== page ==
If you are a Mux customer and you have a platform that allows user-generated content, we hope this post illustrates how, using AVflow and Hive, you can quickly add content moderation to your application in a few minutes without writing code. You can adjust the thresholds (in the AVflow script) per Hive category to best suit your needs and requirements. Although this post focuses on NSFW video analysis, you may wish to add OCR-based text analysis, or audio analysis too. Check out Hive’s Content Moderation Dashboard for an even more turnkey approach.

As your UGC platform grows, bad actors will get ever more creative in trying to circumvent your detection tools; inevitably, your solutions will need to evolve too. Hopefully our post will help you get started building a content moderation system quickly, easily, and flexibly; we can’t wait to see what you do with it! Want to learn more about how Mux and Hive work together to solve content moderation problems? Watch this online event of Mux’s @Dylan Jhaveri and Hive’s Max Chang as they discuss the art of the possible along with pragmatic approaches to content moderation.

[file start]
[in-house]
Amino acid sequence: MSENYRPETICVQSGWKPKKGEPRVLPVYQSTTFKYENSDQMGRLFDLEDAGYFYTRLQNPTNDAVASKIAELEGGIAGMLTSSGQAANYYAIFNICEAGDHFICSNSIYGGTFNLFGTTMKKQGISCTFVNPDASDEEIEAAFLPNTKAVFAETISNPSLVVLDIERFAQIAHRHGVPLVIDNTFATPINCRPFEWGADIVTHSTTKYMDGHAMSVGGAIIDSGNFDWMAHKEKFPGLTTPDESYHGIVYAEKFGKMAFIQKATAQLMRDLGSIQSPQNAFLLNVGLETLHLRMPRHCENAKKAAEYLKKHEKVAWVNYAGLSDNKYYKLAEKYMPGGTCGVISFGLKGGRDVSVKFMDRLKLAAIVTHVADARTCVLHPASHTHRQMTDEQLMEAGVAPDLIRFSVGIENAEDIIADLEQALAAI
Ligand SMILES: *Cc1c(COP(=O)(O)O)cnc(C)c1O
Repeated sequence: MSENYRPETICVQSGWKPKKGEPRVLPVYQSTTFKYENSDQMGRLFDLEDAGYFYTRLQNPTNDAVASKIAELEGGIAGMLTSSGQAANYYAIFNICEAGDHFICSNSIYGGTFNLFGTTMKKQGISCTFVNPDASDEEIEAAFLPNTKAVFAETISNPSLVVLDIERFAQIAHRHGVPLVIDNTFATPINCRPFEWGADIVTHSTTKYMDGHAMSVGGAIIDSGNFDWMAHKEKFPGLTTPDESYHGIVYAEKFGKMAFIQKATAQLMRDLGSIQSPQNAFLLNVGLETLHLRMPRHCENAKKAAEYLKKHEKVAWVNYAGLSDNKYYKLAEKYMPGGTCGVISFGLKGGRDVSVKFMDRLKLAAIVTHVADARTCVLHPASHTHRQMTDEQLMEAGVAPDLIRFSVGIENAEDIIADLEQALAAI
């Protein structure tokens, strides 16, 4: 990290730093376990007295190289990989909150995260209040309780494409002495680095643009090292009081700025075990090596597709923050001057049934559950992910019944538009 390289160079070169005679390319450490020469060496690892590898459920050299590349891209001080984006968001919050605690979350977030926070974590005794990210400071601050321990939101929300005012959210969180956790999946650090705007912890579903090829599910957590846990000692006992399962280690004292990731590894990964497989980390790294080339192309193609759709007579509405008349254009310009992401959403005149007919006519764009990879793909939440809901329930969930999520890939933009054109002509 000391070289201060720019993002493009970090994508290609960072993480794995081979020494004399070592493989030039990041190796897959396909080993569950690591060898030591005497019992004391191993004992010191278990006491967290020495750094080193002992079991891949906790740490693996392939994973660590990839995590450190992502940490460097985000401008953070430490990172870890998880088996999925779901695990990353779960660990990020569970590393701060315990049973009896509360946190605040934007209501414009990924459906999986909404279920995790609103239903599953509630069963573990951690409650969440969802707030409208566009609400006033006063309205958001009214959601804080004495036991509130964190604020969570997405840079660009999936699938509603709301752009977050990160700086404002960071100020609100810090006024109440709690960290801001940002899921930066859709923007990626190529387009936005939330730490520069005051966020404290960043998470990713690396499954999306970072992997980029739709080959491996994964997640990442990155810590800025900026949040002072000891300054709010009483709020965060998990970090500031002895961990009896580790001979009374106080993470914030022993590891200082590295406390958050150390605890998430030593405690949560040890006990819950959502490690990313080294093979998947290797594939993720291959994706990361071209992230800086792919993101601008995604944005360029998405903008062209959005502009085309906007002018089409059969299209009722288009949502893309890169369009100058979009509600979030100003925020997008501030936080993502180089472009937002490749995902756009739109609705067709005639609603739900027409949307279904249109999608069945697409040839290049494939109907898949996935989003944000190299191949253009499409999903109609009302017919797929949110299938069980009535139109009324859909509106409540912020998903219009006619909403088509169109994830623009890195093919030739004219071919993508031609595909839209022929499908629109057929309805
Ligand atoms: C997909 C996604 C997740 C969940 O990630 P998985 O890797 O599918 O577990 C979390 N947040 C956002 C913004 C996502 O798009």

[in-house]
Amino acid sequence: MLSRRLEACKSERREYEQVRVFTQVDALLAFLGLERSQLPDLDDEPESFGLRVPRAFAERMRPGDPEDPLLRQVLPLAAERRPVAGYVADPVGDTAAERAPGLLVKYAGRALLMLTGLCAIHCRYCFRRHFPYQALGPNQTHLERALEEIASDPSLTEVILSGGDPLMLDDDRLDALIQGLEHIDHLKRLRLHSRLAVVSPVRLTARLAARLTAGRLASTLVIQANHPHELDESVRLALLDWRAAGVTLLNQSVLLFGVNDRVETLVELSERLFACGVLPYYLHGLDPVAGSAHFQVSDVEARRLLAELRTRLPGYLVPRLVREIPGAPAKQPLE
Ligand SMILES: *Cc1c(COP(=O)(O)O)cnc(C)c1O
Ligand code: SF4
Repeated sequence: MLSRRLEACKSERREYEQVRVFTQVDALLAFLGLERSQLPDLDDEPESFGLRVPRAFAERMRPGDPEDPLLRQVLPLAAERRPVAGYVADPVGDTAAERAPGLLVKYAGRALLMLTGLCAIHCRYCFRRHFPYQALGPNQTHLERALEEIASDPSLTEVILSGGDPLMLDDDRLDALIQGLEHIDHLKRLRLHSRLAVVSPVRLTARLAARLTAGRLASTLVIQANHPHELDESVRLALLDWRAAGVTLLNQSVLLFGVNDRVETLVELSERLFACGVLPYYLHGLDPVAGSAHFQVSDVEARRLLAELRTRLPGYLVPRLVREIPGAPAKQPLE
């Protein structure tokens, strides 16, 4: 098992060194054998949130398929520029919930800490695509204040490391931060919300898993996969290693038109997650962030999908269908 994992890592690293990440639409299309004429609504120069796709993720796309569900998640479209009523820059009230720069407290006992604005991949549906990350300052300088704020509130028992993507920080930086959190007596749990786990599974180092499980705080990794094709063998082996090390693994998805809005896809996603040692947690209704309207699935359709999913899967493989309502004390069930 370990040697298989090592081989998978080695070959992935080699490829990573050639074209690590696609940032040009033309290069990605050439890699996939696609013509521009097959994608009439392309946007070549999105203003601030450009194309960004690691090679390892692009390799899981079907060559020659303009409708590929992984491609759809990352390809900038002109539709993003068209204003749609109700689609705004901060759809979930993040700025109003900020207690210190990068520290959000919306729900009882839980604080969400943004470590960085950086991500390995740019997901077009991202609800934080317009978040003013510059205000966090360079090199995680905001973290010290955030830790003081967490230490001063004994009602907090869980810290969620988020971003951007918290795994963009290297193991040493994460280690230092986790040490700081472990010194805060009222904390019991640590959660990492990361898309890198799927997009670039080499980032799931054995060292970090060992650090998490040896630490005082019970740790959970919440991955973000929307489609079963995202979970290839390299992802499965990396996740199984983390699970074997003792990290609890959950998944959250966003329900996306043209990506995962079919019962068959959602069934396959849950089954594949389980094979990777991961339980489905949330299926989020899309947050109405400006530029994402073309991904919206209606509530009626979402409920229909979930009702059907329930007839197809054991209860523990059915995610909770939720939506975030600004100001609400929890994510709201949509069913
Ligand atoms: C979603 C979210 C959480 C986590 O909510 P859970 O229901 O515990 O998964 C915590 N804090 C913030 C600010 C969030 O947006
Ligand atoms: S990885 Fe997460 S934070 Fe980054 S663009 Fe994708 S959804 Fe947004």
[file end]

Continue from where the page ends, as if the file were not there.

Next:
Written By

John Reigart

John Reigart – Director of Platform Partnerships

Former front-end developer and javascript aficionado turned partnership program specialist at thePlatform, Comcast Technology Solutions, and Edgecast (formerly Verizon Media). United States Coast Guard credentialed Merchant Mariner with a passion for sailing and all things maritime.

Blair Liikala

Blair Liikala – Solutions Architect

Interests in development, and recording. Previously at a major music college running all things audio and video. Probably thinking about Legos right now.

Shamir Allibhai

Shamir Allibhai – Guest Author

Building video infra and A/V ML. Founded (and sold) A.I.-based video editor, Simon Says. Still thinking about democratizing video.